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Women for Women : Why fashion will learn to love Melania Trump

by on November 19, 2016 in Latest News, Lead Article, Lead story, News you can use, Special Issue, Uncategorized, Women for Women

After multiple magazine covers and overseas visits, countless state dinners and late-night talk show appearances, there is no question that Michelle Obama has had an unusually fruitful relationship with fashion during her time as First Lady of the United States.

But in the wake of Donald Trump’s victory in a highly divisive presidential election, during which most of the fashion community was vocal in its support for Hillary Clinton, Melania Trump’s future relationship with fashion — and fashion magazines — remains uncertain.

Vogue editor-in-chief Anna Wintour was a dedicated fundraiser for Clinton, as she had been for President Obama, and Vogue backed the Democratic candidate in the magazine’s first-ever political endorsement. Glamour editor-in-chief Cindi Leive, Elle editor-in-chief Robbie Myers, CFDA chairperson Diane von Furstenberg and Hearst’s Joanna Coles are just a few of the industry leaders who also supported Clinton.

So how will this anti-Trump community interact with America’s new First Lady?

Will her style be dissected and copied and lauded with the same fervour as Mrs. Obama’s? As with anything Trump-related, prognostication is a challenge. Never before has a president so openly disregarded democratic norms and aligned himself with a racist, xenophobic, misogynist, anti-Semitic and nationalist creed, which fundamentally changes the significance of covering Mrs. Trump’s style.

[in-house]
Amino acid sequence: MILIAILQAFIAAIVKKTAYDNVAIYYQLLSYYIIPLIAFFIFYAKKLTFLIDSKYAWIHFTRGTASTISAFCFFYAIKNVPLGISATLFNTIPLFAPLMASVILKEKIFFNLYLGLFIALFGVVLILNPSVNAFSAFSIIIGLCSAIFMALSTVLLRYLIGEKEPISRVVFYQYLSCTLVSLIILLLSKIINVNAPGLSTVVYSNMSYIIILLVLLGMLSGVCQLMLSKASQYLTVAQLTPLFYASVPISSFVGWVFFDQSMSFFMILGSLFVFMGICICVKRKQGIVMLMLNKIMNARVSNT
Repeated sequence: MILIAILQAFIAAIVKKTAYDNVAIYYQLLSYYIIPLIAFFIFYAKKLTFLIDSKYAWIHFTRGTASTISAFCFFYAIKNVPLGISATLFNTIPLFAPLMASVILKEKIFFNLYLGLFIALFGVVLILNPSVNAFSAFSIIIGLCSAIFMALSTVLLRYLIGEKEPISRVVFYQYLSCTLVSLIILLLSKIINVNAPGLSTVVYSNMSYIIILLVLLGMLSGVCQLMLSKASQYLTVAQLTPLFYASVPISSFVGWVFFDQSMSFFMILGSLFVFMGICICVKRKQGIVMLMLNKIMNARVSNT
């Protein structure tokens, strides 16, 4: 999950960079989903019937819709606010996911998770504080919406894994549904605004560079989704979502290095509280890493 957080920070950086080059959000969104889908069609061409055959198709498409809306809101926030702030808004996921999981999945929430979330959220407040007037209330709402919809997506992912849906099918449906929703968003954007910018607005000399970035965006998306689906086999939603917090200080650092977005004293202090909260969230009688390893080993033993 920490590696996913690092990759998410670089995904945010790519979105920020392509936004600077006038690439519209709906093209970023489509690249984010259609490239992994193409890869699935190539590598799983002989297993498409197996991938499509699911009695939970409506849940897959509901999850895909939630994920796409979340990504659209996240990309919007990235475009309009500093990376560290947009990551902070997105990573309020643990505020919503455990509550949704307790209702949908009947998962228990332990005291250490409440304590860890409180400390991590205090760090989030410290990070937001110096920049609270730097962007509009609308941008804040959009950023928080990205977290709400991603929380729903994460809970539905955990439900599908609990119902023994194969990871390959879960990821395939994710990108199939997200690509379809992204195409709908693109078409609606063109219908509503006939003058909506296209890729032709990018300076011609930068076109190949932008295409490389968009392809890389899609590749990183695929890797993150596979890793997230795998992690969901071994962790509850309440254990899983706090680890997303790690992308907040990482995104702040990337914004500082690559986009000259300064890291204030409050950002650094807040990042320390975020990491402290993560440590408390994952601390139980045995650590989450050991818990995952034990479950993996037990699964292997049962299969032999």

“While we never comment on future editorial, Vogue has a long, rich history, dating back to Mrs. Helen Taft, of covering America’s First Ladies, regardless of party affiliation,” said a representative for the title. In addition to Mrs. Taft, Vogue has photographed every First Lady since Lou Hoover, with the exception of Bess Truman. Hillary Clinton made history when she became the first First Lady to appear on the cover of the magazine in December 1998. Michelle Obama has since appeared on the cover three times since 2009, most recently on the December 2016 cover.

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